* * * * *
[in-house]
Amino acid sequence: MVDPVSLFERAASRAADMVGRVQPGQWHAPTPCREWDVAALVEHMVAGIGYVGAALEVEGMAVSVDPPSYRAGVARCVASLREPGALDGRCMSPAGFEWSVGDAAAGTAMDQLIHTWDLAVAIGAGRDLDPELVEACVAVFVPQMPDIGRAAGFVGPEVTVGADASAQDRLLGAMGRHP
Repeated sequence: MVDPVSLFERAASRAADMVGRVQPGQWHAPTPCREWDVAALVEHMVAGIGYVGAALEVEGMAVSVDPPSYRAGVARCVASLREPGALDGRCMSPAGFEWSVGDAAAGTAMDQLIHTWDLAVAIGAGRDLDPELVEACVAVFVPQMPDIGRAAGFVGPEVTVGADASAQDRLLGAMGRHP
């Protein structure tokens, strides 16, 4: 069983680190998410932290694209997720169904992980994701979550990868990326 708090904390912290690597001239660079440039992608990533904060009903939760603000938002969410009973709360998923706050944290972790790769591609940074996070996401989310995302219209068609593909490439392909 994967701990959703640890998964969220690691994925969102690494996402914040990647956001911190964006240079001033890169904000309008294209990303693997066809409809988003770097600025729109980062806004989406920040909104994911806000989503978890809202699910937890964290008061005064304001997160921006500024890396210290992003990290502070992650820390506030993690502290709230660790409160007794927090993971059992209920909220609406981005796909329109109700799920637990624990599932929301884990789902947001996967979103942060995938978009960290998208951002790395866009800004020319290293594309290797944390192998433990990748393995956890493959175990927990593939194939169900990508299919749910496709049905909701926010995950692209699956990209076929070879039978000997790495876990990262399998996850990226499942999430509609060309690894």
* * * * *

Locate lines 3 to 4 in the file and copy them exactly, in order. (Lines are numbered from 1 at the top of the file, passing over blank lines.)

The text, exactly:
Repeated sequence: MVDPVSLFERAASRAADMVGRVQPGQWHAPTPCREWDVAALVEHMVAGIGYVGAALEVEGMAVSVDPPSYRAGVARCVASLREPGALDGRCMSPAGFEWSVGDAAAGTAMDQLIHTWDLAVAIGAGRDLDPELVEACVAVFVPQMPDIGRAAGFVGPEVTVGADASAQDRLLGAMGRHP
């Protein structure tokens, strides 16, 4: 069983680190998410932290694209997720169904992980994701979550990868990326 708090904390912290690597001239660079440039992608990533904060009903939760603000938002969410009973709360998923706050944290972790790769591609940074996070996401989310995302219209068609593909490439392909 994967701990959703640890998964969220690691994925969102690494996402914040990647956001911190964006240079001033890169904000309008294209990303693997066809409809988003770097600025729109980062806004989406920040909104994911806000989503978890809202699910937890964290008061005064304001997160921006500024890396210290992003990290502070992650820390506030993690502290709230660790409160007794927090993971059992209920909220609406981005796909329109109700799920637990624990599932929301884990789902947001996967979103942060995938978009960290998208951002790395866009800004020319290293594309290797944390192998433990990748393995956890493959175990927990593939194939169900990508299919749910496709049905909701926010995950692209699956990209076929070879039978000997790495876990990262399998996850990226499942999430509609060309690894």